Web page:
TESTING THE APPLICATION OFADAPTIVE GOVERNANCE OF COMMONPOOL RESOURCES:AN ARCHAEOLOGICAL PERSPECTIVE          Andrea Torvin...
ADAPTIVE GOVERNANCE
ADAPTIVE GOVERNANCE Elinor Ostrom – Governing the Commons (1990)
ADAPTIVE GOVERNANCE Elinor Ostrom – Governing the Commons (1990) Institutional analysis focuses on documenting social-ec...
ADAPTIVE GOVERNANCE Elinor Ostrom – Governing the Commons (1990) Institutional analysis focuses on documenting social-ec...
ADAPTIVE GOVERNANCE Elinor Ostrom – Governing the Commons (1990) Institutional analysis focuses on documenting social-ec...
ADAPTIVE GOVERNANCE Elinor Ostrom – Governing the Commons (1990) Institutional analysis focuses on documenting social-ec...
DESIGN PRINCIPLES Clearly defined boundaries Proportional equivalence between benefits and costs Collective-choice arra...
SOCIAL-ECOLOGICAL SYSTEM (SES)FRAMEWORK                    Ostrom (2007:15182, Figure 1)
Ostrom (2007:15183, Table 1)
APPLYING THE SES FRAMEWORK TOARCHAEOLOGICAL CASES Methodology involves three stages:    Identify the second-tier variabl...
APPLYING THE SES FRAMEWORK TOARCHAEOLOGICAL CASES Methodology involves three stages:    Identify the second-tier variabl...
APPLYING THE SES FRAMEWORK TOARCHAEOLOGICAL CASES Methodology involves three stages:    Identify the second-tier variabl...
APPLYING THE SES FRAMEWORK TOARCHAEOLOGICAL CASES Methodology involves three stages:    Identify the second-tier variabl...
APPLYING THE SES FRAMEWORK TOARCHAEOLOGICAL CASESFirst- Tier SES Variables     Archaeological Data             Historical ...
NORTH ATLANTIC CASE STUDIES          Dugmore et al. (2009:98, Figure 7.1)
GRAZING SYSTEM OF THE FAROEISLANDS        Thomson et al. (2007:740, Figure 1)
WOODLAND MANAGEMENT INEYJAFJALLAHREPPUR, SOUTH ICELAND
WOODLAND CONSERVATION INMARKARFLJÓT VALLEY            Dugmore et al. (2007:23, Figure 4)
DESIGN PRINCIPLES
DESIGN PRINCIPLES Clearly defined boundaries
DESIGN PRINCIPLES Clearly defined boundaries Proportional equivalence between benefits and costs
DESIGN PRINCIPLES Clearly defined boundaries Proportional equivalence between benefits and costs Collective-choice arra...
DESIGN PRINCIPLES Clearly defined boundaries Proportional equivalence between benefits and costs Collective-choice arra...
DESIGN PRINCIPLES Clearly defined boundaries Proportional equivalence between benefits and costs Collective-choice arra...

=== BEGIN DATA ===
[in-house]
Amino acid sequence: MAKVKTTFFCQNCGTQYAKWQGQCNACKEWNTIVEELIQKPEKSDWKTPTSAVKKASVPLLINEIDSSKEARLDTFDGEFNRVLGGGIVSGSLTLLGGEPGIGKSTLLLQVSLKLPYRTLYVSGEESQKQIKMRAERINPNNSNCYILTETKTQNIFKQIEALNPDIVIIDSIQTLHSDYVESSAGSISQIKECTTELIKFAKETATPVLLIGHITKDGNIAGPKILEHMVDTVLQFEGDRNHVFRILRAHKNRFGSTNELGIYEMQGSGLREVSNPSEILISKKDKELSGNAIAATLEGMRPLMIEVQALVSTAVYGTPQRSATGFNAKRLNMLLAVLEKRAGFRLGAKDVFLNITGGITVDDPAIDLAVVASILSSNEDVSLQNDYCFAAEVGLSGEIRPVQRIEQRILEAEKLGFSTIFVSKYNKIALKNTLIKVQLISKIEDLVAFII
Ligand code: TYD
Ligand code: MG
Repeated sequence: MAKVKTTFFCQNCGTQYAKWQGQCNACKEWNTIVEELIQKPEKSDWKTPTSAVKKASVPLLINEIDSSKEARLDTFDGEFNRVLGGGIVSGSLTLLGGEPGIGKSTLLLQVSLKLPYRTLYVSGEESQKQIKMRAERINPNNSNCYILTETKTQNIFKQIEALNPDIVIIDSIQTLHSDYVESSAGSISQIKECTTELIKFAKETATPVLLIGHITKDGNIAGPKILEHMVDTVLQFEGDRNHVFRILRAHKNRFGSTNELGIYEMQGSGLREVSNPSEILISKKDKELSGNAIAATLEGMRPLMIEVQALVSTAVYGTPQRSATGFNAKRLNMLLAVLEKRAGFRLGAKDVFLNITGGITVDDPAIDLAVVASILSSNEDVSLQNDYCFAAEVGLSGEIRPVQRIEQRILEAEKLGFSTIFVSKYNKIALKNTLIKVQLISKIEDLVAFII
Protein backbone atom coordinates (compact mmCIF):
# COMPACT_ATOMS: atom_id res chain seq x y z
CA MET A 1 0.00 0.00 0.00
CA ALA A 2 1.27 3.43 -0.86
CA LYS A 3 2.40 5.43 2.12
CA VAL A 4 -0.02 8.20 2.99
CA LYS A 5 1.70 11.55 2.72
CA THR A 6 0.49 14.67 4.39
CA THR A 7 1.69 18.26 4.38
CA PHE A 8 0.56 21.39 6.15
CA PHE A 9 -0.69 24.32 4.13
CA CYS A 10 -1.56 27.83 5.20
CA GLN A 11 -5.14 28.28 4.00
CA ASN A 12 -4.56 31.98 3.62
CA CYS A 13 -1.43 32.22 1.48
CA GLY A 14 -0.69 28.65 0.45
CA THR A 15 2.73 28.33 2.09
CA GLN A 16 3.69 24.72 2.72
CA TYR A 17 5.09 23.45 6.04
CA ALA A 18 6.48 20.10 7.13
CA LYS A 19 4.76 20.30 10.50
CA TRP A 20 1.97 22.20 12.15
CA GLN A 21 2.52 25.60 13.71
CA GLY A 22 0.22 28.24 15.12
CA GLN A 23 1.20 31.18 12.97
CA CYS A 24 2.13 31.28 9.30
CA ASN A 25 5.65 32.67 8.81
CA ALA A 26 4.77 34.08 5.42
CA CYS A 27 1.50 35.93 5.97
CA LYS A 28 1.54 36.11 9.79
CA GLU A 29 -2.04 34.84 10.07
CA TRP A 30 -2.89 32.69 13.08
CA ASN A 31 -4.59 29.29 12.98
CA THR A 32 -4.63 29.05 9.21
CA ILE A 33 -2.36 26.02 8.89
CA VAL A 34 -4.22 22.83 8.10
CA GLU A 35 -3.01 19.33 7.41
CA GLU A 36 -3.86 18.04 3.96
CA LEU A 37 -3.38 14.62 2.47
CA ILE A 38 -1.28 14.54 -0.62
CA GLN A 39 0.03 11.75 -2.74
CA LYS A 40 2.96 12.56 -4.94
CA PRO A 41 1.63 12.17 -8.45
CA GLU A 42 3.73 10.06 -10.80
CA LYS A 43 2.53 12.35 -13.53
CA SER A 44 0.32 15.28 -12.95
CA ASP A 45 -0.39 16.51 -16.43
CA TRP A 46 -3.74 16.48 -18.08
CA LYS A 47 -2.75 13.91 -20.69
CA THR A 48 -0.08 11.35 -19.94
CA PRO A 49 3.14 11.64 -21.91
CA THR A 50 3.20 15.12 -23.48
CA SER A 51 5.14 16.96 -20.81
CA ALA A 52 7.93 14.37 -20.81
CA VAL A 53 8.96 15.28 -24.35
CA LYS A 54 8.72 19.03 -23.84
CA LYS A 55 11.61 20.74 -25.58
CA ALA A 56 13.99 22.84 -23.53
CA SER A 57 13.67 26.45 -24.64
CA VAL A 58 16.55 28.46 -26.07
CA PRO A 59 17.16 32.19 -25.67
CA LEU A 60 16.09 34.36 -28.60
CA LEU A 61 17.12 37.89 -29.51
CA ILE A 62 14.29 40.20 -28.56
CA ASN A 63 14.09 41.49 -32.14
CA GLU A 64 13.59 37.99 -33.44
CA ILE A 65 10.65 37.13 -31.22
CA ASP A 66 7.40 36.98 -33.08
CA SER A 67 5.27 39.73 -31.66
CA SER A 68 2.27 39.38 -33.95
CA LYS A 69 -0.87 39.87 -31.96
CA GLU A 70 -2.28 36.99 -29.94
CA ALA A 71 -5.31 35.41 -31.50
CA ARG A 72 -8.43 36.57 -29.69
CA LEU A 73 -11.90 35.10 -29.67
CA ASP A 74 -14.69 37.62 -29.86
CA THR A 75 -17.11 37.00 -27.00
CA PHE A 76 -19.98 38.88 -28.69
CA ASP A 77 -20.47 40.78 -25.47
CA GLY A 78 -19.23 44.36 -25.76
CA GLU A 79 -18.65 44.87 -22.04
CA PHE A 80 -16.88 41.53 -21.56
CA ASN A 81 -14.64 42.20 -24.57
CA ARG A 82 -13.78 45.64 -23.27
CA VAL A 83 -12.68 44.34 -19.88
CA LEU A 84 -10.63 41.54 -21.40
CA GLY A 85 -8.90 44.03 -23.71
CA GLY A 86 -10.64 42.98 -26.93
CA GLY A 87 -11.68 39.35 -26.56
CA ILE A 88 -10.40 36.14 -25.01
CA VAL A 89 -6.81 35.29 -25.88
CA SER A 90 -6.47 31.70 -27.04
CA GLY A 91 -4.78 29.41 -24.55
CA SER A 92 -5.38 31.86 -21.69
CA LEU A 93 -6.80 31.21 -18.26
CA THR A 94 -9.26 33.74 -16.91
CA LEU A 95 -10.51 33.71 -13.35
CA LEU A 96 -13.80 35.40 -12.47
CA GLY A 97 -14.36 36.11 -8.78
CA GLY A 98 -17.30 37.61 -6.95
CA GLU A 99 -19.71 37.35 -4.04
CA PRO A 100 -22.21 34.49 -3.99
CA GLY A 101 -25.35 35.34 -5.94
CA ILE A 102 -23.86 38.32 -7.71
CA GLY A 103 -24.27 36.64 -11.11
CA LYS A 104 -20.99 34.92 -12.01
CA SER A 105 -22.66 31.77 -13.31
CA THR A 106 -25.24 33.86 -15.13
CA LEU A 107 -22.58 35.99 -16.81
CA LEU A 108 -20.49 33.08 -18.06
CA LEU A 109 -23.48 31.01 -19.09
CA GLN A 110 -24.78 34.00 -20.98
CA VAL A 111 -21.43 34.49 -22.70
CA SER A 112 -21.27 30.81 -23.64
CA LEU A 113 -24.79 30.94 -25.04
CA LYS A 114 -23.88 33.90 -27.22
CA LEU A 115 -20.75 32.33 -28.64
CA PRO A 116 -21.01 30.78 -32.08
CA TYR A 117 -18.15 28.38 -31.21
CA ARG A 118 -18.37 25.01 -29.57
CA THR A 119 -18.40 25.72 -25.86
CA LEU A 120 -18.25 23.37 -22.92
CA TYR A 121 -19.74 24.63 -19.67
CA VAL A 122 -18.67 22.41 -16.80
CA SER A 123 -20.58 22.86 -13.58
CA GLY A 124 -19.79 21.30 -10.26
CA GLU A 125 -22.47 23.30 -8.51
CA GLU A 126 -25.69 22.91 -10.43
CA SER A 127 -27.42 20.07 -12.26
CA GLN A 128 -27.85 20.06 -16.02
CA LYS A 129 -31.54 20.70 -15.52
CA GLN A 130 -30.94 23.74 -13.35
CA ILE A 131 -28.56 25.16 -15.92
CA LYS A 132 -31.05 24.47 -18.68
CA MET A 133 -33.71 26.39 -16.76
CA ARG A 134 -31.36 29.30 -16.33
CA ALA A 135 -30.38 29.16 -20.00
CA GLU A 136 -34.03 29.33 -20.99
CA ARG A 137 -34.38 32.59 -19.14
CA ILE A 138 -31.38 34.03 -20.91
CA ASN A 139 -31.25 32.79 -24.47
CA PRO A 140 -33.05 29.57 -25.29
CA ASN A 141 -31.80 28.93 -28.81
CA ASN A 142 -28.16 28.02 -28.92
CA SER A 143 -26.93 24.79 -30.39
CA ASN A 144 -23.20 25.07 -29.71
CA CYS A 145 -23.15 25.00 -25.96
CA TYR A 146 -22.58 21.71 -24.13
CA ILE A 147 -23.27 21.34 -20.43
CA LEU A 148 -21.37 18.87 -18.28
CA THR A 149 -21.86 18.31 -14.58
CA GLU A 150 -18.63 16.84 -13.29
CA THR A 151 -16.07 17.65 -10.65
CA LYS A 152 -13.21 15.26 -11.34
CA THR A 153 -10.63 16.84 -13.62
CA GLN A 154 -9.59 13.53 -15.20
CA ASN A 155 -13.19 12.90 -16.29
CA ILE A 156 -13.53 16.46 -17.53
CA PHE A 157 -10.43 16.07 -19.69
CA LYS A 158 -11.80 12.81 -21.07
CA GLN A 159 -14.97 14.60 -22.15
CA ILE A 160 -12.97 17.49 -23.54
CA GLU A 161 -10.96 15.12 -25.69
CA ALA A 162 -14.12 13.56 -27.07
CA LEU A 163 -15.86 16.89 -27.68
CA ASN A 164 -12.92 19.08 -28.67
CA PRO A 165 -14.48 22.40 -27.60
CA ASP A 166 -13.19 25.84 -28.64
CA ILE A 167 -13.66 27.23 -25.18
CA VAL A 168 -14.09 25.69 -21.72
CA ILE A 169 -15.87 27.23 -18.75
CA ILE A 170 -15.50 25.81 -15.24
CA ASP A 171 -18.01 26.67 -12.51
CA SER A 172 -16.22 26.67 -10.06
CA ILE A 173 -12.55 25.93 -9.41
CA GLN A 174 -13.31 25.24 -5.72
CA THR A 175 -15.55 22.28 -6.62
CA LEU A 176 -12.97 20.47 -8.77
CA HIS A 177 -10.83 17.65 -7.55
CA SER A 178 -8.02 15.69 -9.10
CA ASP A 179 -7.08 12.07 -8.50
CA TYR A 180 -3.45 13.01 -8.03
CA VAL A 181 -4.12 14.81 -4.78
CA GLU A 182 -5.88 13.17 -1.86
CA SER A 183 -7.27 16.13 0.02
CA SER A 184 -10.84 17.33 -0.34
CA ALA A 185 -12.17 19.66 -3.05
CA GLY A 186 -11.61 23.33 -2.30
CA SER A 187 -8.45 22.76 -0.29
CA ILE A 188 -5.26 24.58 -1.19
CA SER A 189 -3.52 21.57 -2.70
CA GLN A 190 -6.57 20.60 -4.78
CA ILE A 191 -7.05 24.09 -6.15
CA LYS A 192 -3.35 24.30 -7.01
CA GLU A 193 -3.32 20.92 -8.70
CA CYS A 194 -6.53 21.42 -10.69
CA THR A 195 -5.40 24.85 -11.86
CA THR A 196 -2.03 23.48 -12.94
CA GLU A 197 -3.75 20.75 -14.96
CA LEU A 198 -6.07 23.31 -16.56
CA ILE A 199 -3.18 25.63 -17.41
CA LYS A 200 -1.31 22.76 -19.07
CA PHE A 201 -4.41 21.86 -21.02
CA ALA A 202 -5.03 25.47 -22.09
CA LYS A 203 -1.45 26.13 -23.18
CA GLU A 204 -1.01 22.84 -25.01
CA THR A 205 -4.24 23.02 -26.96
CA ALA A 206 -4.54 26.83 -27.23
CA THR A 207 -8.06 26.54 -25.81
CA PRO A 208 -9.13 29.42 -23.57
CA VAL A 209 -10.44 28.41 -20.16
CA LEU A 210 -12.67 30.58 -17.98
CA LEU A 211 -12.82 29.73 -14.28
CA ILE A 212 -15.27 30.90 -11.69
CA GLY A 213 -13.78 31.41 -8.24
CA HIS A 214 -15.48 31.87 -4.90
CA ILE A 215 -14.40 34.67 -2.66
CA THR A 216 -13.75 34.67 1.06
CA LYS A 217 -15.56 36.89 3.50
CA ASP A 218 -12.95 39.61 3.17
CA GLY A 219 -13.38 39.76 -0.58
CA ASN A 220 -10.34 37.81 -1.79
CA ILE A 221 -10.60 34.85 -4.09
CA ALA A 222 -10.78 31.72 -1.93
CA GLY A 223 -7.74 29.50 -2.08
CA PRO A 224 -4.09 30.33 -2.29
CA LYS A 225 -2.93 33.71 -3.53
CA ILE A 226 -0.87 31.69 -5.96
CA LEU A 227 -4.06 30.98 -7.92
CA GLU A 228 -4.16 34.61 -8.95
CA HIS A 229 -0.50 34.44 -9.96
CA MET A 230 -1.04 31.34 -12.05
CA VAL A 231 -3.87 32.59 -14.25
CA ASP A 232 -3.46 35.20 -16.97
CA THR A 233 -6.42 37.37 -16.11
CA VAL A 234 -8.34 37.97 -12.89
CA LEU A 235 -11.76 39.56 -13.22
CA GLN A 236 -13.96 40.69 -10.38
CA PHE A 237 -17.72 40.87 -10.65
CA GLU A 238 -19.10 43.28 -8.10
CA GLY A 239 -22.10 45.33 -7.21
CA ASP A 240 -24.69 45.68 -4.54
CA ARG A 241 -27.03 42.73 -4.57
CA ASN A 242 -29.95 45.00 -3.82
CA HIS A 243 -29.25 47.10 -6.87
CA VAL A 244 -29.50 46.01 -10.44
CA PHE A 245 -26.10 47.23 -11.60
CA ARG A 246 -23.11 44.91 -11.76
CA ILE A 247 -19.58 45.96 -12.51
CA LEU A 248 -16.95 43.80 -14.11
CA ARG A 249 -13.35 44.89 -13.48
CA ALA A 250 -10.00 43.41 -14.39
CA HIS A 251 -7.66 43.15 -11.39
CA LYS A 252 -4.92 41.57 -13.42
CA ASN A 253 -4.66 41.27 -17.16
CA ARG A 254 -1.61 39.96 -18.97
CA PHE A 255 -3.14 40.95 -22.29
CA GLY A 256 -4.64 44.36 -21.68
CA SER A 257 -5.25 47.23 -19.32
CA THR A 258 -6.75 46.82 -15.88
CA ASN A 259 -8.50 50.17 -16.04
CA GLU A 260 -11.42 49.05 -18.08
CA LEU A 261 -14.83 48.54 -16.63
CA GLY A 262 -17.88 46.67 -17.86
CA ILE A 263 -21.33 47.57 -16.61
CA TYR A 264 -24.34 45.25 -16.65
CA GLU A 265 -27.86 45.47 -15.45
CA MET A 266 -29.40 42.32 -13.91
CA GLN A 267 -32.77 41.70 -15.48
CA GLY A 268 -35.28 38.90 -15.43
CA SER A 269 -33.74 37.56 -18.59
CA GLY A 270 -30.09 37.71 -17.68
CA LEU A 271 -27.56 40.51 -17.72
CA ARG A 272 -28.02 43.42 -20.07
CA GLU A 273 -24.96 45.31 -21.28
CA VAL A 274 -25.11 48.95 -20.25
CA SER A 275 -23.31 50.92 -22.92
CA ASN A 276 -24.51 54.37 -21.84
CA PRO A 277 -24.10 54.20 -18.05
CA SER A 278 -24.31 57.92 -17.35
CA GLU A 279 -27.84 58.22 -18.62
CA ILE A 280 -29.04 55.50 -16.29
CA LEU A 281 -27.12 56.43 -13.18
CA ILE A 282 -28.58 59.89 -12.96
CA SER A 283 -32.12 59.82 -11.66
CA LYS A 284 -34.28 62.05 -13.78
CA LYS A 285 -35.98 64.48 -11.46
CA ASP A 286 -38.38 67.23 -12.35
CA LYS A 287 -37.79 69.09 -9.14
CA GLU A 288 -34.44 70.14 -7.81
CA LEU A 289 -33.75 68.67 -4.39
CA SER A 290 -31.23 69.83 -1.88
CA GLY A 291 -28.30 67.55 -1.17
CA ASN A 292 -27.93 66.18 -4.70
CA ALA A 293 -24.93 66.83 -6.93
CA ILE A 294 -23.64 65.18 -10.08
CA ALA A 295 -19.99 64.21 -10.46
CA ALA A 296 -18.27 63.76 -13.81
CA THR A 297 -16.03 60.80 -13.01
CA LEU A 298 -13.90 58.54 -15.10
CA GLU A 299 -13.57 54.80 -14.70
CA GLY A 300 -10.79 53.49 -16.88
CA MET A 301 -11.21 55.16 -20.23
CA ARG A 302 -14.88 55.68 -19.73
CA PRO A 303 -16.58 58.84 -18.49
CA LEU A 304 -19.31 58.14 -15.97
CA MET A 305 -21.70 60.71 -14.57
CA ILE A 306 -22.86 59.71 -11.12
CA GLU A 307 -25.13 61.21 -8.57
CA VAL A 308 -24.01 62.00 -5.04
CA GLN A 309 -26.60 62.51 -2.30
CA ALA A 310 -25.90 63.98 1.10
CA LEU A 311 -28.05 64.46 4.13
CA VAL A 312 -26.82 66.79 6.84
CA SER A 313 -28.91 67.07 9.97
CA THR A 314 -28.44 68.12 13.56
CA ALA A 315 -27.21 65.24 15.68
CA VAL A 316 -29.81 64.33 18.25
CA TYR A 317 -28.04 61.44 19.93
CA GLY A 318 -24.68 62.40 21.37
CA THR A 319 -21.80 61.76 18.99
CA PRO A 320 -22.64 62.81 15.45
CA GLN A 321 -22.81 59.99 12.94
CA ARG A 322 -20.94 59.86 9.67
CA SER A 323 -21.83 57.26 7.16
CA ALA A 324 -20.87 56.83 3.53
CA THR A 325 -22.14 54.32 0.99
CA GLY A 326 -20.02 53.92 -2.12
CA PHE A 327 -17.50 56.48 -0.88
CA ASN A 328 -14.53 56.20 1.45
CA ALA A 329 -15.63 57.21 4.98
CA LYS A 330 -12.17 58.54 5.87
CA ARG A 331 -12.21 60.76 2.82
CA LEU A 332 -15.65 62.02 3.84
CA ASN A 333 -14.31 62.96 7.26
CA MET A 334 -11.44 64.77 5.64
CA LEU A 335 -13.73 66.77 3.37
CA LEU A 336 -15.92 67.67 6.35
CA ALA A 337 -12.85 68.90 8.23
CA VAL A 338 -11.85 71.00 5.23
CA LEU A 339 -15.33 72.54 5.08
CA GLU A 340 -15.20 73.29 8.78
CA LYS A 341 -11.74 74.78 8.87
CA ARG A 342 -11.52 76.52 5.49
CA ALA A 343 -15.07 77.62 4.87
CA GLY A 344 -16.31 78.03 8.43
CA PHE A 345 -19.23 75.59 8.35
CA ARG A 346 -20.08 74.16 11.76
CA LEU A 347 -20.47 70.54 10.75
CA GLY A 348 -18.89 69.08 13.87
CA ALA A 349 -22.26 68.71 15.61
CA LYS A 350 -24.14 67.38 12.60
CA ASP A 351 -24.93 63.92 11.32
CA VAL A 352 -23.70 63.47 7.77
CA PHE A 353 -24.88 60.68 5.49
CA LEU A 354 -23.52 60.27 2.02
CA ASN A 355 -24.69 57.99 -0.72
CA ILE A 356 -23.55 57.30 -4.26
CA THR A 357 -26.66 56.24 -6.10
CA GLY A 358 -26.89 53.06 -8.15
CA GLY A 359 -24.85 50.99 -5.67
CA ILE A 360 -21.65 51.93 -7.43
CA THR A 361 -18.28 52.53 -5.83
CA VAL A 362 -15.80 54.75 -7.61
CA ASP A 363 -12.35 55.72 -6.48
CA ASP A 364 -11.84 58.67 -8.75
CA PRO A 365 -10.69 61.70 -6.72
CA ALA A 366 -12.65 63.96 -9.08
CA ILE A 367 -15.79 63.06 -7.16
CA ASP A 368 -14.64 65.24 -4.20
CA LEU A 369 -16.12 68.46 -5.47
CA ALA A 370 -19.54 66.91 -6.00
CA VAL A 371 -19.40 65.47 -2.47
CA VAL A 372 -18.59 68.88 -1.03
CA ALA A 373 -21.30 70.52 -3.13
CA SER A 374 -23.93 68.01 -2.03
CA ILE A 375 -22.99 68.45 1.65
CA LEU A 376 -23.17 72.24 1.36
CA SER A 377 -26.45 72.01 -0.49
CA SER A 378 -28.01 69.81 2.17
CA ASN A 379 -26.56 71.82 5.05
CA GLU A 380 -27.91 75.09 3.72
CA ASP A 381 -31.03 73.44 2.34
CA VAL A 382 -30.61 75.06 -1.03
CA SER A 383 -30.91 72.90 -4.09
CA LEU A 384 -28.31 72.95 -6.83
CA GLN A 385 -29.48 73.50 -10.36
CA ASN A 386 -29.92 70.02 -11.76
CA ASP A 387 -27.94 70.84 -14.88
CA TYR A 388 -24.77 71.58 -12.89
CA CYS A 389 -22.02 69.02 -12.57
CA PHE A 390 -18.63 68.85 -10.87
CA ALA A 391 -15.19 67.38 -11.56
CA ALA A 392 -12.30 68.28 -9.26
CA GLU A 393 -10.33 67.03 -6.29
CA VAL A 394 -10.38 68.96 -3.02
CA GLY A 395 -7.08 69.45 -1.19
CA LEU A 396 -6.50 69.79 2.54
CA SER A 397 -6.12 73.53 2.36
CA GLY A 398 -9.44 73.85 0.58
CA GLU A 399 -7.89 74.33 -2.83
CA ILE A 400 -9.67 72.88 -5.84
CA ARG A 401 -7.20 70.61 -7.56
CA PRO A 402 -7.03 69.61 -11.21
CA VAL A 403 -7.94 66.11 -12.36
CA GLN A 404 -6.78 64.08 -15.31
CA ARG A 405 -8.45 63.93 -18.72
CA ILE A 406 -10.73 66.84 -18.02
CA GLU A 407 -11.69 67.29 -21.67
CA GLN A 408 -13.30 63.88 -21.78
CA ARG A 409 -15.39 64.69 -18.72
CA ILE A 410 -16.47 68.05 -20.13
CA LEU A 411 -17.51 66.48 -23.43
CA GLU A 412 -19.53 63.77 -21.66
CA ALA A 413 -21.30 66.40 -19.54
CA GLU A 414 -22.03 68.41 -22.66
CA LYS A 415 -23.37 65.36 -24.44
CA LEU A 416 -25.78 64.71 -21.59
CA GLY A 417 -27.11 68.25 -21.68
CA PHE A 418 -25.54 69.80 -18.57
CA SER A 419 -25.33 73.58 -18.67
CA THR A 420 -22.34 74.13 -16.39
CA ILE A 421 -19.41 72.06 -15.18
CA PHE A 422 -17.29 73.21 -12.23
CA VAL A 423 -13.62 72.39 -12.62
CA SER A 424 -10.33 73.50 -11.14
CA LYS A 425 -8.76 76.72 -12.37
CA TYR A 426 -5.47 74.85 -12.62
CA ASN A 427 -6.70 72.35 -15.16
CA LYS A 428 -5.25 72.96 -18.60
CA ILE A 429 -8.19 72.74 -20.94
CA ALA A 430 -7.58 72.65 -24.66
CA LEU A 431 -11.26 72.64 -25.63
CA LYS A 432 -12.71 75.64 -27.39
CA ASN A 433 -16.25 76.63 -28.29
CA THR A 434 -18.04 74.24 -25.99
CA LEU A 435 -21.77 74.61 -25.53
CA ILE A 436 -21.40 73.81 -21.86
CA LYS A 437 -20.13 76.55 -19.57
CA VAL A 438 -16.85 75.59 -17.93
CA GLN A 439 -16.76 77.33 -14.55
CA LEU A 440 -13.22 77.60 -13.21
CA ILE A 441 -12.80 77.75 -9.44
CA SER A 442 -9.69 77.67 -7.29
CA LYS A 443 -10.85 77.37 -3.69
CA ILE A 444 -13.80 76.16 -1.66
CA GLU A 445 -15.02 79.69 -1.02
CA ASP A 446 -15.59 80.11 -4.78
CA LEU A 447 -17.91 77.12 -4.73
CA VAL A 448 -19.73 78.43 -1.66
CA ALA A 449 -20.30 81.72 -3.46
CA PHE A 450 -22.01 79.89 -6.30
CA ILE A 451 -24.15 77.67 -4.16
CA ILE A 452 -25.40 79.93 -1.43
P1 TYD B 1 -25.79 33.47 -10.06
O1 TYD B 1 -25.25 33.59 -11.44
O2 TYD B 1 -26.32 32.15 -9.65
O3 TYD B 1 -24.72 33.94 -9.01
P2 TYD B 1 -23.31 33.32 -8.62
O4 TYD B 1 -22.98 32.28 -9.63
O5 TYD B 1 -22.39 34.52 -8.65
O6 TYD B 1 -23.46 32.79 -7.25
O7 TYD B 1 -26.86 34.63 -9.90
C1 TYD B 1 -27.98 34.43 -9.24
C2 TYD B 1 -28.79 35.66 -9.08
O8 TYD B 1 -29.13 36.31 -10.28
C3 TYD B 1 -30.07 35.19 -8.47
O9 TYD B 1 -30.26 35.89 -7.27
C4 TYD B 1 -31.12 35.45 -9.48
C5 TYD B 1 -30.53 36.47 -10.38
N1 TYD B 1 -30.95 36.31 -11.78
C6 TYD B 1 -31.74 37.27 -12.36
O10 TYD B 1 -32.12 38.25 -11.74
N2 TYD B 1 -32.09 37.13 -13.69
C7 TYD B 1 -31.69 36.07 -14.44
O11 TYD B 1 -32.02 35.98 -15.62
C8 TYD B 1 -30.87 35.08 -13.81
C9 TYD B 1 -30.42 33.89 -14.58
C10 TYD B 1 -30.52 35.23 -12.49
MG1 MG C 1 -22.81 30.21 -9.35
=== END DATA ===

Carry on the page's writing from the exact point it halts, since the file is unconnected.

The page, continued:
DESIGN PRINCIPLES Clearly defined boundaries Proportional equivalence between benefits and costs Collective-choice arra...
DESIGN PRINCIPLES Clearly defined boundaries Proportional equivalence between benefits and costs Collective-choice arra...
DESIGN PRINCIPLES Clearly defined boundaries Proportional equivalence between benefits and costs Collective-choice arra...
EVALUATION OF DESIGN PRINCIPLES Grazing System of the                                    Woodland Management in     Faroe ...
EVALUATION OF DESIGN PRINCIPLES Grazing System of the                                    Woodland Management in     Faroe ...
EVALUATION OF DESIGN PRINCIPLES Grazing System of the                                     Woodland Management in     Faroe...
EVALUATION OF DESIGN PRINCIPLES Grazing System of the                                    Woodland Management in     Faroe ...
CONCLUSIONS SES Framework can be applied to archaeological cases
CONCLUSIONS SES Framework can be applied to archaeological cases Archaeological cases provide insights into implementati...
CONCLUSIONS SES Framework can be applied to archaeological cases Archaeological cases provide insights into implementati...
CONCLUSIONS SES Framework can be applied to archaeological cases Archaeological cases provide insights into implementati...
CONCLUSIONS SES Framework can be applied to archaeological cases Archaeological cases provide insights into implementati...
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Andrea Torvinen, Grant Snitker and Rhian Stotts (ASU) Testing the Application of Adaptive Governance of Common Pool Resources:An Archaeological Perspective

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Andrea Torvinen, Grant Snitker and Rhian Stotts (ASU) Testing the Application of Adaptive Governance of Common Pool Resources:An Archaeological Perspective

  1. 1. TESTING THE APPLICATION OFADAPTIVE GOVERNANCE OF COMMONPOOL RESOURCES:AN ARCHAEOLOGICAL PERSPECTIVE Andrea Torvinen, Grant Snitker and Rhian Stotts
  2. 2. ADAPTIVE GOVERNANCE
  3. 3. ADAPTIVE GOVERNANCE Elinor Ostrom – Governing the Commons (1990)
  4. 4. ADAPTIVE GOVERNANCE Elinor Ostrom – Governing the Commons (1990) Institutional analysis focuses on documenting social-ecological systems involving the management of common pool resources CPRs